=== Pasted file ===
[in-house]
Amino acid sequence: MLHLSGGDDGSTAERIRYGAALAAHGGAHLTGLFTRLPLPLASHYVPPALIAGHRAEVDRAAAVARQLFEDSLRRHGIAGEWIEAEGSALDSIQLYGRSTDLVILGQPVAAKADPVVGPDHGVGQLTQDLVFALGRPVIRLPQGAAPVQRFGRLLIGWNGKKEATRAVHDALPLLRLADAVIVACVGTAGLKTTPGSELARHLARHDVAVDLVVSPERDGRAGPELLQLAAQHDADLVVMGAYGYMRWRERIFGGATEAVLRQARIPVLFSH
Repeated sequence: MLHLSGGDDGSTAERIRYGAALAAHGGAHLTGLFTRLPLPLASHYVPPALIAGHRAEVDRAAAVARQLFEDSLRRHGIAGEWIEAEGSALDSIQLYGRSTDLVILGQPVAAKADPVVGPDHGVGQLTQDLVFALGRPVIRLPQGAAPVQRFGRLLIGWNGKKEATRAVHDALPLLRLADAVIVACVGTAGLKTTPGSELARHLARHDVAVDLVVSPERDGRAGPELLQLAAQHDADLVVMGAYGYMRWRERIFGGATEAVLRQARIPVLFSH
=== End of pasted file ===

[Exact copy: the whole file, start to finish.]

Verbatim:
[in-house]
Amino acid sequence: MLHLSGGDDGSTAERIRYGAALAAHGGAHLTGLFTRLPLPLASHYVPPALIAGHRAEVDRAAAVARQLFEDSLRRHGIAGEWIEAEGSALDSIQLYGRSTDLVILGQPVAAKADPVVGPDHGVGQLTQDLVFALGRPVIRLPQGAAPVQRFGRLLIGWNGKKEATRAVHDALPLLRLADAVIVACVGTAGLKTTPGSELARHLARHDVAVDLVVSPERDGRAGPELLQLAAQHDADLVVMGAYGYMRWRERIFGGATEAVLRQARIPVLFSH
Repeated sequence: MLHLSGGDDGSTAERIRYGAALAAHGGAHLTGLFTRLPLPLASHYVPPALIAGHRAEVDRAAAVARQLFEDSLRRHGIAGEWIEAEGSALDSIQLYGRSTDLVILGQPVAAKADPVVGPDHGVGQLTQDLVFALGRPVIRLPQGAAPVQRFGRLLIGWNGKKEATRAVHDALPLLRLADAVIVACVGTAGLKTTPGSELARHLARHDVAVDLVVSPERDGRAGPELLQLAAQHDADLVVMGAYGYMRWRERIFGGATEAVLRQARIPVLFSH